Deciding to stop taking cholesterol drugs can affect more than your cardiovascular system. New research shows people who stop taking certain kinds of statin medications may be at an increased risk for developing Parkinson's disease.
The findings — published online in Neurology, the medical journal of the American Academy of Neurology — are based on a study of 43,810 people in Taiwan who were taking statins, but stopped the drugs after their cholesterol levels reached acceptable levels.
Taiwan's compulsory national health insurance program reimbursement policy directs doctors to stop prescribing statins once a patient's cholesterol reaches the treatment goal, unlike standard treatment in the United States.
"This policy allowed us to see whether there was any difference in the risk of Parkinson's in people who stopped taking statins compared to the ones who kept taking them," said lead researcher Jou-Wei Lin, M.D., of National Taiwan University in Taipei.
The researchers examined two different types of statins — fat-soluble drugs such as simvastatin and atorvastatin and water-soluble medications such as pravastatin and rosuvastatin. The results showed the use of fat-soluble statins was linked to a reduced risk of Parkinson's, while no such association was found for the water-soluble drugs.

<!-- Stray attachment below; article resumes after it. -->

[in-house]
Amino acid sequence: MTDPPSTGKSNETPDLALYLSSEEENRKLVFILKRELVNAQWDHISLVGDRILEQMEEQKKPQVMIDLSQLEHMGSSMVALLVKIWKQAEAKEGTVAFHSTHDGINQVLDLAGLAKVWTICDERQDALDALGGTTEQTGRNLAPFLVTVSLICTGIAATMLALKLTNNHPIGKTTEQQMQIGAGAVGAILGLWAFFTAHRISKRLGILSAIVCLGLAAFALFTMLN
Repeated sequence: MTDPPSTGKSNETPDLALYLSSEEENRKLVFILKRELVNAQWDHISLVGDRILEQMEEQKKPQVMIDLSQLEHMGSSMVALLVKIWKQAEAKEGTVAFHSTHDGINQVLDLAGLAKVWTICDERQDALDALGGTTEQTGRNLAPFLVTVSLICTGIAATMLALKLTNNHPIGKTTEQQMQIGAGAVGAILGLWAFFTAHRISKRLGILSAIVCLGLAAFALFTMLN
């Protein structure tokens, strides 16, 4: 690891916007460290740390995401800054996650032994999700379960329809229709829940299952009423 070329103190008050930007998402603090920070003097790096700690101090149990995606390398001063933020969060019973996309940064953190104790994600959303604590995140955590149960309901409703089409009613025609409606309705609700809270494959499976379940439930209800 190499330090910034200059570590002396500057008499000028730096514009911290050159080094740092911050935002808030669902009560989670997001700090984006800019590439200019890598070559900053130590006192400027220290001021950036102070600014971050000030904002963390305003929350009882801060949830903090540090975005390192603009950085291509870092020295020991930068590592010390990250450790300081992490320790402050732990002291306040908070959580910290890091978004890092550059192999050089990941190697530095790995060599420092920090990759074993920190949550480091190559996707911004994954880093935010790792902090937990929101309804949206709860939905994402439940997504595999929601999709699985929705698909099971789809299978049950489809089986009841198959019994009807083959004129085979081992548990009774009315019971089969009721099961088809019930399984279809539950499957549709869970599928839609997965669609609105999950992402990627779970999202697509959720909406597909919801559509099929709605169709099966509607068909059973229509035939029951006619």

In addition, the researchers found people who stopped taking the fat-soluble statins were 58 percent more likely to develop Parkinson's disease than those who kept taking the drugs. This finding held true even after adjusting for other conditions such as diabetes and high blood pressure.
Dr. Lin suggested the fat-soluble statins may have an impact on blood vessels in the brain in ways that may offer protection against Parkinson’s.
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